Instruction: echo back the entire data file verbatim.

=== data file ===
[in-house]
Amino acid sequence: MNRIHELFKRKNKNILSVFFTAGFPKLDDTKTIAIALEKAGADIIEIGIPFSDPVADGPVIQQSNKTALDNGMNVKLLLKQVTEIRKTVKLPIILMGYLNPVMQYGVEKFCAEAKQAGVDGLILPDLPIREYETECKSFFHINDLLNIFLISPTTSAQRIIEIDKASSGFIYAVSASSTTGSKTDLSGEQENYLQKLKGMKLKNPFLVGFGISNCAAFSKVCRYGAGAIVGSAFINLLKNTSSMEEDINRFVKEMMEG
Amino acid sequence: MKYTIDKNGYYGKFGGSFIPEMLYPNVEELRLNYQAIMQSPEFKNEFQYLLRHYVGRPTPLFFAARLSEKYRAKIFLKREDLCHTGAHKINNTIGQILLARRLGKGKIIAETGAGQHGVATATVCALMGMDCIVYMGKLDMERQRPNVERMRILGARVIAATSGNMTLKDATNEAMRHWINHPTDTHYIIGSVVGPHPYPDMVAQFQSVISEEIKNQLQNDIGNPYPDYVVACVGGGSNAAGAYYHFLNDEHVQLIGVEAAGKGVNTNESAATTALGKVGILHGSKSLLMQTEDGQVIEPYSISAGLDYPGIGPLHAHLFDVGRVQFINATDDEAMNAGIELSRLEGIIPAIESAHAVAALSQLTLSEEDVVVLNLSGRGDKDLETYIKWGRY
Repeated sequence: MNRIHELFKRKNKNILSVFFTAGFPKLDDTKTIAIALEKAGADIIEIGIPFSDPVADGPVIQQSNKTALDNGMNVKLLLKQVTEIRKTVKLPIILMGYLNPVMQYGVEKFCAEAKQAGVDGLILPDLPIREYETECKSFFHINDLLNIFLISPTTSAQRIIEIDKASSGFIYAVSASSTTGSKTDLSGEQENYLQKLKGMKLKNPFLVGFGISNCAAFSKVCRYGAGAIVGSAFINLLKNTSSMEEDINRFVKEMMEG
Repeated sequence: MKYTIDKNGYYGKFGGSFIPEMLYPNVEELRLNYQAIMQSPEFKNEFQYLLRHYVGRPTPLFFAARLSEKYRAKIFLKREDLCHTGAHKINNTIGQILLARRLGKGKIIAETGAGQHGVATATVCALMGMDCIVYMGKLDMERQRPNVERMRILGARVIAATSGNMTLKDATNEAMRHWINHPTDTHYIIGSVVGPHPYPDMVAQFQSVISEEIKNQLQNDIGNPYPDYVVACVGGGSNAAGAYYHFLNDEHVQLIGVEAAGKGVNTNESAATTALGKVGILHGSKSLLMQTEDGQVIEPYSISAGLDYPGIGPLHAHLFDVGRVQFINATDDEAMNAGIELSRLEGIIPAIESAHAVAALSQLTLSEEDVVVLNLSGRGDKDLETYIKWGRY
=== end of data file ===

[in-house]
Amino acid sequence: MNRIHELFKRKNKNILSVFFTAGFPKLDDTKTIAIALEKAGADIIEIGIPFSDPVADGPVIQQSNKTALDNGMNVKLLLKQVTEIRKTVKLPIILMGYLNPVMQYGVEKFCAEAKQAGVDGLILPDLPIREYETECKSFFHINDLLNIFLISPTTSAQRIIEIDKASSGFIYAVSASSTTGSKTDLSGEQENYLQKLKGMKLKNPFLVGFGISNCAAFSKVCRYGAGAIVGSAFINLLKNTSSMEEDINRFVKEMMEG
Amino acid sequence: MKYTIDKNGYYGKFGGSFIPEMLYPNVEELRLNYQAIMQSPEFKNEFQYLLRHYVGRPTPLFFAARLSEKYRAKIFLKREDLCHTGAHKINNTIGQILLARRLGKGKIIAETGAGQHGVATATVCALMGMDCIVYMGKLDMERQRPNVERMRILGARVIAATSGNMTLKDATNEAMRHWINHPTDTHYIIGSVVGPHPYPDMVAQFQSVISEEIKNQLQNDIGNPYPDYVVACVGGGSNAAGAYYHFLNDEHVQLIGVEAAGKGVNTNESAATTALGKVGILHGSKSLLMQTEDGQVIEPYSISAGLDYPGIGPLHAHLFDVGRVQFINATDDEAMNAGIELSRLEGIIPAIESAHAVAALSQLTLSEEDVVVLNLSGRGDKDLETYIKWGRY
Repeated sequence: MNRIHELFKRKNKNILSVFFTAGFPKLDDTKTIAIALEKAGADIIEIGIPFSDPVADGPVIQQSNKTALDNGMNVKLLLKQVTEIRKTVKLPIILMGYLNPVMQYGVEKFCAEAKQAGVDGLILPDLPIREYETECKSFFHINDLLNIFLISPTTSAQRIIEIDKASSGFIYAVSASSTTGSKTDLSGEQENYLQKLKGMKLKNPFLVGFGISNCAAFSKVCRYGAGAIVGSAFINLLKNTSSMEEDINRFVKEMMEG
Repeated sequence: MKYTIDKNGYYGKFGGSFIPEMLYPNVEELRLNYQAIMQSPEFKNEFQYLLRHYVGRPTPLFFAARLSEKYRAKIFLKREDLCHTGAHKINNTIGQILLARRLGKGKIIAETGAGQHGVATATVCALMGMDCIVYMGKLDMERQRPNVERMRILGARVIAATSGNMTLKDATNEAMRHWINHPTDTHYIIGSVVGPHPYPDMVAQFQSVISEEIKNQLQNDIGNPYPDYVVACVGGGSNAAGAYYHFLNDEHVQLIGVEAAGKGVNTNESAATTALGKVGILHGSKSLLMQTEDGQVIEPYSISAGLDYPGIGPLHAHLFDVGRVQFINATDDEAMNAGIELSRLEGIIPAIESAHAVAALSQLTLSEEDVVVLNLSGRGDKDLETYIKWGRY